Should my co-workers and I accept a pay cut to preserve our jobs?
David A, London
Dear David A,
In principle, of course you should: this is so obvious that I’m not even sure why you bothered to ask. Another way of phrasing this question is to ask whether you would rather have most of your old salary or none of it.
You might object that unemployment has one big advantage over a pay cut: it means that you don’t have to work. For most people, however, this is not an advantage. The economist Andrew Oswald, one of a growing clan of “happiness economists”, has found that unemployment is extremely distressing, far more than could be explained by mere financial loss. If he is right, jobs bring happiness and self-respect, and even a severe pay cut is worth taking on the chin if that’s what it takes to stay in work.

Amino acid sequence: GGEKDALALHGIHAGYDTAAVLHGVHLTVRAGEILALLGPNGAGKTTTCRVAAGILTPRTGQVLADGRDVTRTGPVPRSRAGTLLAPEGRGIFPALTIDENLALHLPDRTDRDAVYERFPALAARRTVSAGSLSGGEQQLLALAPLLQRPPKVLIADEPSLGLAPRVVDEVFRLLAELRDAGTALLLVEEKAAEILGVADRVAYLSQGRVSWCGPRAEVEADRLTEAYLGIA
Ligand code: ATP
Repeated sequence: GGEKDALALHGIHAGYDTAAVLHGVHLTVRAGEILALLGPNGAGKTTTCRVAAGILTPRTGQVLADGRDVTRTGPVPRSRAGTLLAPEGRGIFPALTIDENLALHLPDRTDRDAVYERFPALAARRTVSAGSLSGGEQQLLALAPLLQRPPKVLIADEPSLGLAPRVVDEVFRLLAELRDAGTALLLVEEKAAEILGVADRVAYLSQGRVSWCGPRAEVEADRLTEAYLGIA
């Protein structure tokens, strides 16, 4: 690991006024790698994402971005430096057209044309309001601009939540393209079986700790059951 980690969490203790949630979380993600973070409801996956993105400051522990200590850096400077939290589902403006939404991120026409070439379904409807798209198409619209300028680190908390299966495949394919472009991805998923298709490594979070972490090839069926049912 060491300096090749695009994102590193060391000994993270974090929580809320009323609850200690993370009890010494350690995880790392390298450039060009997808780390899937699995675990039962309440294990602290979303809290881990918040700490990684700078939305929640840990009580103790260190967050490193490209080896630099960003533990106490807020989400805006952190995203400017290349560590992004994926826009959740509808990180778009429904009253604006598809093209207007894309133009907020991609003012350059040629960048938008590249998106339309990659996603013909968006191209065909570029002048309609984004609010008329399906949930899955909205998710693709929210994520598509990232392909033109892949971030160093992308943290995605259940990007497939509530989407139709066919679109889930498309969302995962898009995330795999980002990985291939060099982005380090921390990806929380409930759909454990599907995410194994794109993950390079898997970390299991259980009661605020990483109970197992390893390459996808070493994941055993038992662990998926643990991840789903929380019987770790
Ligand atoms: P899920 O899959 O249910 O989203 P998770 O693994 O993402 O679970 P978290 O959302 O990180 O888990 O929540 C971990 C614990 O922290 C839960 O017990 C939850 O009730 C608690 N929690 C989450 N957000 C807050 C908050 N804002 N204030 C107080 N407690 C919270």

It is true that taking a pay cut may result in a lower salary for many years, but losing your job, especially in a recession, is worse: your skills depreciate rapidly and you are quite likely to be worse off for the rest of your life.
You might reasonably ask why it isn’t more common to see swingeing pay cuts in place of redundancies. They are preferable for employees and probably preferable for employers, too. After all, sacking people is costly, as is going short-staffed and re-hiring people when things pick up. Far better just to squeeze salaries.
But that’s too easy. I suspect that there is a strong bias against salary cuts because otherwise employers would be demanding them every couple of weeks, with the flimsiest of excuses. Sacking somebody, in contrast, is not something an employer will tend to do lightly.
That is why “either pay me properly or sack me” is a good negotiating position. But, like many good negotiating positions, it may occasionally backfire.
Also published at ft.com.